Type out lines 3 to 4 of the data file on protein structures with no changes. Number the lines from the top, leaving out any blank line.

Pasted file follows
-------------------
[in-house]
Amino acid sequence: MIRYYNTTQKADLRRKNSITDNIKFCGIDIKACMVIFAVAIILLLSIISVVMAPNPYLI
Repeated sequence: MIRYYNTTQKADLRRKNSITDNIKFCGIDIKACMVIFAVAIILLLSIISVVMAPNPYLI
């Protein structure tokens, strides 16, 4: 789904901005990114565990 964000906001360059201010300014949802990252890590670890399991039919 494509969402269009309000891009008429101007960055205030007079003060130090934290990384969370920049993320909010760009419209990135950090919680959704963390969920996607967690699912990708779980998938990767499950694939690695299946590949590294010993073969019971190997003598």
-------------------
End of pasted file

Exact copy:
Repeated sequence: MIRYYNTTQKADLRRKNSITDNIKFCGIDIKACMVIFAVAIILLLSIISVVMAPNPYLI
């Protein structure tokens, strides 16, 4: 789904901005990114565990 964000906001360059201010300014949802990252890590670890399991039919 494509969402269009309000891009008429101007960055205030007079003060130090934290990384969370920049993320909010760009419209990135950090919680959704963390969920996607967690699912990708779980998938990767499950694939690695299946590949590294010993073969019971190997003598």